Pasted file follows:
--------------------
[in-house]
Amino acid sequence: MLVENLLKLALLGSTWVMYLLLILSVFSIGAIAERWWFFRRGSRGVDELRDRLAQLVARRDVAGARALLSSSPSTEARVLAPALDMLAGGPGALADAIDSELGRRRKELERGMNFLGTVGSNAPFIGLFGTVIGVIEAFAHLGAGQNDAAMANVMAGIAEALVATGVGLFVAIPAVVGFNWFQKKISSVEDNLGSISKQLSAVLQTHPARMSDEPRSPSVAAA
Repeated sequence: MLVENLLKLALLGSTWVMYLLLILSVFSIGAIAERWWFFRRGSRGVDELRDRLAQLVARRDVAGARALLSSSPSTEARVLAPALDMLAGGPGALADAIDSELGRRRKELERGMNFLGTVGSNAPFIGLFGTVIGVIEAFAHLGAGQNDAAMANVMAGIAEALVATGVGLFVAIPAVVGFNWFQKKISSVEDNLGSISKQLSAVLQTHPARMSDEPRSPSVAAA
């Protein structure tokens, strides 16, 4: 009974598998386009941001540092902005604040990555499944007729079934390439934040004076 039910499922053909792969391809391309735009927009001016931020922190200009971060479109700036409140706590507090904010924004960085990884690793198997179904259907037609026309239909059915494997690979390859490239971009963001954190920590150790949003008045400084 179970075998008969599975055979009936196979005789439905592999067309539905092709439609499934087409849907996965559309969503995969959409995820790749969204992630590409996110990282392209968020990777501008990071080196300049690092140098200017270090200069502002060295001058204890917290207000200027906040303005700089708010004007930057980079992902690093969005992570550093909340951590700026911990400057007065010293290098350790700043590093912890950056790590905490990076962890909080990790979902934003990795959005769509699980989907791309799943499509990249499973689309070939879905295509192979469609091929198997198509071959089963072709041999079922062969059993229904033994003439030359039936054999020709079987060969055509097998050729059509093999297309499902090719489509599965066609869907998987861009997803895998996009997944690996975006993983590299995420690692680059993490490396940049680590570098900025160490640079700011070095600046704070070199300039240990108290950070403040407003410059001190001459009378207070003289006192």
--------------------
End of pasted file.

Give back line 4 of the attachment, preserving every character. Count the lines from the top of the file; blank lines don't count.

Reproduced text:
């Protein structure tokens, strides 16, 4: 009974598998386009941001540092902005604040990555499944007729079934390439934040004076 039910499922053909792969391809391309735009927009001016931020922190200009971060479109700036409140706590507090904010924004960085990884690793198997179904259907037609026309239909059915494997690979390859490239971009963001954190920590150790949003008045400084 179970075998008969599975055979009936196979005789439905592999067309539905092709439609499934087409849907996965559309969503995969959409995820790749969204992630590409996110990282392209968020990777501008990071080196300049690092140098200017270090200069502002060295001058204890917290207000200027906040303005700089708010004007930057980079992902690093969005992570550093909340951590700026911990400057007065010293290098350790700043590093912890950056790590905490990076962890909080990790979902934003990795959005769509699980989907791309799943499509990249499973689309070939879905295509192979469609091929198997198509071959089963072709041999079922062969059993229904033994003439030359039936054999020709079987060969055509097998050729059509093999297309499902090719489509599965066609869907998987861009997803895998996009997944690996975006993983590299995420690692680059993490490396940049680590570098900025160490640079700011070095600046704070070199300039240990108290950070403040407003410059001190001459009378207070003289006192």